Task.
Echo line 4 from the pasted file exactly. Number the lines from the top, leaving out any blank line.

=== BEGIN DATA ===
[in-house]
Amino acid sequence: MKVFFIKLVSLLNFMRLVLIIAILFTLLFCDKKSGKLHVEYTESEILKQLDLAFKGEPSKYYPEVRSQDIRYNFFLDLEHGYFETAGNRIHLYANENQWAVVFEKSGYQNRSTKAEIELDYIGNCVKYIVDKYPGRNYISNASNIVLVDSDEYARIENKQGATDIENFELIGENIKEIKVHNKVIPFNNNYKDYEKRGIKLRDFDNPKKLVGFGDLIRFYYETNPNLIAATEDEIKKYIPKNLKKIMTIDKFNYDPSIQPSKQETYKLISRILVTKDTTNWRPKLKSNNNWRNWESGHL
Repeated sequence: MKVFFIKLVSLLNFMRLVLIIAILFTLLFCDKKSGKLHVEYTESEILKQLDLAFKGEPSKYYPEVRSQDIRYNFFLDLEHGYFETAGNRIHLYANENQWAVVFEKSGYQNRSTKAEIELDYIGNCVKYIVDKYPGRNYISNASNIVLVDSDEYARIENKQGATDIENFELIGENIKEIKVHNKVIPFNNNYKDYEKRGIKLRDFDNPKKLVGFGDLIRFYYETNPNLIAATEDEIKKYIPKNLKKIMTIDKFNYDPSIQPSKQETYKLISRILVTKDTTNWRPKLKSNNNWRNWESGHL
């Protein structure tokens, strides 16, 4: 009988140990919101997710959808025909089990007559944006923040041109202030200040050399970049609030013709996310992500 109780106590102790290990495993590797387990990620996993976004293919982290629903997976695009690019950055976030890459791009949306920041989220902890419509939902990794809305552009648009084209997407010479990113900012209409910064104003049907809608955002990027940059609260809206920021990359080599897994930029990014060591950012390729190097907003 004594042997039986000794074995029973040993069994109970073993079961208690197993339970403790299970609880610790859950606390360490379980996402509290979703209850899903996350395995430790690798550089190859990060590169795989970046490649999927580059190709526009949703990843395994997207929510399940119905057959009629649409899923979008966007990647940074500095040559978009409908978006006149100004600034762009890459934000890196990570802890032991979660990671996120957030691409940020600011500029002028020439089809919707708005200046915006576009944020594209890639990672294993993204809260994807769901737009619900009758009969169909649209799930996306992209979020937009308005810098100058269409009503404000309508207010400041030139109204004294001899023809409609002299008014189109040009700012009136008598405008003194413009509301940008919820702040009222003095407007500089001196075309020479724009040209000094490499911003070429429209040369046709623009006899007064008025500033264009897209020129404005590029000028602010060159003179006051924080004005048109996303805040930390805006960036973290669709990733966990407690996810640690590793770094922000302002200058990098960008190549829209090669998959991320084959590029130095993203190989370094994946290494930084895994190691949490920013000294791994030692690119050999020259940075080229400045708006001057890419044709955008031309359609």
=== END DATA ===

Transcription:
């Protein structure tokens, strides 16, 4: 009988140990919101997710959808025909089990007559944006923040041109202030200040050399970049609030013709996310992500 109780106590102790290990495993590797387990990620996993976004293919982290629903997976695009690019950055976030890459791009949306920041989220902890419509939902990794809305552009648009084209997407010479990113900012209409910064104003049907809608955002990027940059609260809206920021990359080599897994930029990014060591950012390729190097907003 004594042997039986000794074995029973040993069994109970073993079961208690197993339970403790299970609880610790859950606390360490379980996402509290979703209850899903996350395995430790690798550089190859990060590169795989970046490649999927580059190709526009949703990843395994997207929510399940119905057959009629649409899923979008966007990647940074500095040559978009409908978006006149100004600034762009890459934000890196990570802890032991979660990671996120957030691409940020600011500029002028020439089809919707708005200046915006576009944020594209890639990672294993993204809260994807769901737009619900009758009969169909649209799930996306992209979020937009308005810098100058269409009503404000309508207010400041030139109204004294001899023809409609002299008014189109040009700012009136008598405008003194413009509301940008919820702040009222003095407007500089001196075309020479724009040209000094490499911003070429429209040369046709623009006899007064008025500033264009897209020129404005590029000028602010060159003179006051924080004005048109996303805040930390805006960036973290669709990733966990407690996810640690590793770094922000302002200058990098960008190549829209090669998959991320084959590029130095993203190989370094994946290494930084895994190691949490920013000294791994030692690119050999020259940075080229400045708006001057890419044709955008031309359609």